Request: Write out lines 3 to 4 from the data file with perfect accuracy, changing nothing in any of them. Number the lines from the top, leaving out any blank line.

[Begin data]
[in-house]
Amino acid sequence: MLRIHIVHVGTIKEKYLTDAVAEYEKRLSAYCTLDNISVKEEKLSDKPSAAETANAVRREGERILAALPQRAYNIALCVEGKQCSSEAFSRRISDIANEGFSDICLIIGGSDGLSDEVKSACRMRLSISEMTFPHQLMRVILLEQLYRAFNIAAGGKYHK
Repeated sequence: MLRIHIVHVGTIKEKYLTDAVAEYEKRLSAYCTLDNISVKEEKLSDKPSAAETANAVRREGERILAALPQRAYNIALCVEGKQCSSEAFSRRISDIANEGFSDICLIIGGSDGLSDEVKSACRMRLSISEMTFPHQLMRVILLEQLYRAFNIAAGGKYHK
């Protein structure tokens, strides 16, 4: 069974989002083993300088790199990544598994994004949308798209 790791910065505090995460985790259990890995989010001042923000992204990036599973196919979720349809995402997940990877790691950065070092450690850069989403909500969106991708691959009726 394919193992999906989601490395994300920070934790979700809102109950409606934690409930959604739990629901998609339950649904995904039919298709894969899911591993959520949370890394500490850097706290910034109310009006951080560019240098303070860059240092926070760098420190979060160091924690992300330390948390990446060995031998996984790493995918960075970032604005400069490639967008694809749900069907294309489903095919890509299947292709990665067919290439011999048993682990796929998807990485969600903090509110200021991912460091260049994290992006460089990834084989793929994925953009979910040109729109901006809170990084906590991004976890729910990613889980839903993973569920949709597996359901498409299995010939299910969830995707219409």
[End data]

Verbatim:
Repeated sequence: MLRIHIVHVGTIKEKYLTDAVAEYEKRLSAYCTLDNISVKEEKLSDKPSAAETANAVRREGERILAALPQRAYNIALCVEGKQCSSEAFSRRISDIANEGFSDICLIIGGSDGLSDEVKSACRMRLSISEMTFPHQLMRVILLEQLYRAFNIAAGGKYHK
């Protein structure tokens, strides 16, 4: 069974989002083993300088790199990544598994994004949308798209 790791910065505090995460985790259990890995989010001042923000992204990036599973196919979720349809995402997940990877790691950065070092450690850069989403909500969106991708691959009726 394919193992999906989601490395994300920070934790979700809102109950409606934690409930959604739990629901998609339950649904995904039919298709894969899911591993959520949370890394500490850097706290910034109310009006951080560019240098303070860059240092926070760098420190979060160091924690992300330390948390990446060995031998996984790493995918960075970032604005400069490639967008694809749900069907294309489903095919890509299947292709990665067919290439011999048993682990796929998807990485969600903090509110200021991912460091260049994290992006460089990834084989793929994925953009979910040109729109901006809170990084906590991004976890729910990613889980839903993973569920949709597996359901498409299995010939299910969830995707219409």